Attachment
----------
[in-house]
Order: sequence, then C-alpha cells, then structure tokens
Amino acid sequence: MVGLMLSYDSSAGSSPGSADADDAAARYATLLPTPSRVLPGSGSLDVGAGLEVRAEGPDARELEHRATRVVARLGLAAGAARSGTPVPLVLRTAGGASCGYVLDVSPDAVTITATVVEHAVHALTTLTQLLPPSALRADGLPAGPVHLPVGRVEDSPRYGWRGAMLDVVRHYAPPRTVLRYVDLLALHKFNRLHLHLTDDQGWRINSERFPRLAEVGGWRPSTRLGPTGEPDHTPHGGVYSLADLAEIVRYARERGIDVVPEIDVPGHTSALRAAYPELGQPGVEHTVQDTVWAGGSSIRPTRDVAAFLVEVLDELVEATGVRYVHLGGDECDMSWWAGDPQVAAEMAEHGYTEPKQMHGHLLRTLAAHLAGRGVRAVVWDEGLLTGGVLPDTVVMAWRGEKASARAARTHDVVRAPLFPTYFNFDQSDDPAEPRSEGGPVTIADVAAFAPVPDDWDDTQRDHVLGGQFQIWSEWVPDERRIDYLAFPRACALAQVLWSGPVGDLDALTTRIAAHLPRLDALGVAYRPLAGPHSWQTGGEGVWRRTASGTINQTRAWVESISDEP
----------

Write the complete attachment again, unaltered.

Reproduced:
[in-house]
Order: sequence, then C-alpha cells, then structure tokens
Amino acid sequence: MVGLMLSYDSSAGSSPGSADADDAAARYATLLPTPSRVLPGSGSLDVGAGLEVRAEGPDARELEHRATRVVARLGLAAGAARSGTPVPLVLRTAGGASCGYVLDVSPDAVTITATVVEHAVHALTTLTQLLPPSALRADGLPAGPVHLPVGRVEDSPRYGWRGAMLDVVRHYAPPRTVLRYVDLLALHKFNRLHLHLTDDQGWRINSERFPRLAEVGGWRPSTRLGPTGEPDHTPHGGVYSLADLAEIVRYARERGIDVVPEIDVPGHTSALRAAYPELGQPGVEHTVQDTVWAGGSSIRPTRDVAAFLVEVLDELVEATGVRYVHLGGDECDMSWWAGDPQVAAEMAEHGYTEPKQMHGHLLRTLAAHLAGRGVRAVVWDEGLLTGGVLPDTVVMAWRGEKASARAARTHDVVRAPLFPTYFNFDQSDDPAEPRSEGGPVTIADVAAFAPVPDDWDDTQRDHVLGGQFQIWSEWVPDERRIDYLAFPRACALAQVLWSGPVGDLDALTTRIAAHLPRLDALGVAYRPLAGPHSWQTGGEGVWRRTASGTINQTRAWVESISDEP